Tim Ramis and Specialized Housing, Inc.

Timothy V. Ramis

In Memoriam

In the Spring of 1981, few facilities in Oregon provided housing with integrated services for people with intellectual and developmental disabilities, “IDD”. Changes at the federal level created more concern that programs like Medicaid and Social Security Disability Income would soon face funding cuts resulting in greater hardships for family members with serious handicaps. Being inventive and daring can lead people to create what seems impossible. In the beginning, a small number of community-based groups including the Epilepsy Association of Oregon and United Cerebral Palsy of the Northwest banded together with three motivated families and individuals to create a new nonprofit organization named Specialized Housing, Incorporated or “SHI.” Tim Ramis was one of the early Board members who saw the need in the community and was committed to creating something out of nothing.

SHI dedicated itself from the start to providing handicapped people with housing and services specially designed to meet their physical, social, and psychological needs. It also promoted their health, security, and happiness with a firm belief in their capacity to live long and productive lives as full members of the community. Tim and about a dozen other Board members were now on a mission.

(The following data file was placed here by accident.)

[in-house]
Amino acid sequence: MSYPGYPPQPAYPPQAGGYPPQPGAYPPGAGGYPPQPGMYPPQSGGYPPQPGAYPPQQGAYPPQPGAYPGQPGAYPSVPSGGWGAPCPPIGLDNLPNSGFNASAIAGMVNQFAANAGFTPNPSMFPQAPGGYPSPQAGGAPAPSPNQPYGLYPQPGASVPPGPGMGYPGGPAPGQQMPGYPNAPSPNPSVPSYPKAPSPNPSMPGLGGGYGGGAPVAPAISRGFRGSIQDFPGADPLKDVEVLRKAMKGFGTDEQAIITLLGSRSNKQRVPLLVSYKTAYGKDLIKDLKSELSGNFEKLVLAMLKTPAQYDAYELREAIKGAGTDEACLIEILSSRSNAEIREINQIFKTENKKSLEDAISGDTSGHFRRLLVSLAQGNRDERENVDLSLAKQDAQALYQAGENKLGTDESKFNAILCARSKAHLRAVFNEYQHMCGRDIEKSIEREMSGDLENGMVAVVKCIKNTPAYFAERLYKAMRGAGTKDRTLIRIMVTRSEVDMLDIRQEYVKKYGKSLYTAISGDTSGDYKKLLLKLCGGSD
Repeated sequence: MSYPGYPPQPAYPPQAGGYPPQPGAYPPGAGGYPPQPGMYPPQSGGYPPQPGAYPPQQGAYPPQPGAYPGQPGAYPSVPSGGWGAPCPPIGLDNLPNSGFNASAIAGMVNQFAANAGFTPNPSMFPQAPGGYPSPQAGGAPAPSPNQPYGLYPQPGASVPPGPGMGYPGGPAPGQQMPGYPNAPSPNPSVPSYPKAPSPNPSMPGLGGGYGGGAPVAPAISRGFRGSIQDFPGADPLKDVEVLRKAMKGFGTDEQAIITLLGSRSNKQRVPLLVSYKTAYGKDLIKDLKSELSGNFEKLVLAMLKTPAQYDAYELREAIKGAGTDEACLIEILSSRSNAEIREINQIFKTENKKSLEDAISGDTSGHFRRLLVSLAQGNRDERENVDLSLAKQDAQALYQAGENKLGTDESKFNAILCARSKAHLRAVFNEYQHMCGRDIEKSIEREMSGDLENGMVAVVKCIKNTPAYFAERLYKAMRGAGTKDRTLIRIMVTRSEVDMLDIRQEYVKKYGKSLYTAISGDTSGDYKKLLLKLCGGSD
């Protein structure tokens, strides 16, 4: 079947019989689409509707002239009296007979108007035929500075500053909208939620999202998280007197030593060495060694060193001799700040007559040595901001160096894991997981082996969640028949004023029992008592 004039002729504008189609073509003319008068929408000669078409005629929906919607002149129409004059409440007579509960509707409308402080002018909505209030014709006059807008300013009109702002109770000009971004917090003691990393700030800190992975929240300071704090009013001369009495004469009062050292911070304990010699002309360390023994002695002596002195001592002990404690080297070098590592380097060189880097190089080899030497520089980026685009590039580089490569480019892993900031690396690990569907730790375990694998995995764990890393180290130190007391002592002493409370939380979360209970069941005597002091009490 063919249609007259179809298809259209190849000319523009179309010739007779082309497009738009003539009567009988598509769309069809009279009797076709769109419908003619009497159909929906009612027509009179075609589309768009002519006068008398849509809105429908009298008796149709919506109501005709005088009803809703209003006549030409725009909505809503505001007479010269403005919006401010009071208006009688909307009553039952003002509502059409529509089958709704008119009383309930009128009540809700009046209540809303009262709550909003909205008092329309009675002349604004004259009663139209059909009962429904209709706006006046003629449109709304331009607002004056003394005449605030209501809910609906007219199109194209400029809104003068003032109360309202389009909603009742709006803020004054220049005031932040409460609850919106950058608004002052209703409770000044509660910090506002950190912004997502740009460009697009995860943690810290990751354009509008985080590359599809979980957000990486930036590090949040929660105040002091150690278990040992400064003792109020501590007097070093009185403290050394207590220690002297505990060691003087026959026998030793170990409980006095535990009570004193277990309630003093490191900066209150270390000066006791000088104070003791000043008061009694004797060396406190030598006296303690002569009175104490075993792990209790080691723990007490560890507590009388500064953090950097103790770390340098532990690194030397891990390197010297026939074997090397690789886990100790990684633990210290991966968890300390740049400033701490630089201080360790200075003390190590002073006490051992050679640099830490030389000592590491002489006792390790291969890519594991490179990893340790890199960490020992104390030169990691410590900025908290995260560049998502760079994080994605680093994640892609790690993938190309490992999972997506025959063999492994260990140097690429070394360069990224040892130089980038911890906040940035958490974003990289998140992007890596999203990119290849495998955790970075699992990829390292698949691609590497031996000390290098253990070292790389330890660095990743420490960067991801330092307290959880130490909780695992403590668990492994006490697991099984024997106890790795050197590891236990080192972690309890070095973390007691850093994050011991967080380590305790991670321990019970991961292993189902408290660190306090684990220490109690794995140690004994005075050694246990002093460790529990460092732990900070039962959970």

Tim’s skills and knowledge as an extremely talented land use and municipal lawyer played a key role in SHI’s early years. He helped get critical approvals to build 5- and 10-bedroom group homes, then a new concept, in neighborhoods where the first response was often
“Not In My Back Yard.” Tim’s efforts helped pioneer the idea that people with profound disabilities could live together in housing indistinguishable from their neighbors if their requisite service needs could be met on site. His bold idea was that people with disabilities deserved access to high quality living environments rather than being forced to live in nursing homes or state institutions. The Board of SHI including Tim, purchased their first house and renovated it into a 5-bedroom group home in 1983. They were on a roll.

Over the next 10 years SHI would go on to purchase and renovate thirty houses into group homes. They found debt and equity where they could and obtained repair and maintenance money from the State of Oregon. They created partnerships with dozens of community-based groups that provided the services that residents needed and that complimented SHI’s focus on the acquisition of land, public entitlement, and real estate development, all professional activities squarely in Tim Ramis’ wheelhouse.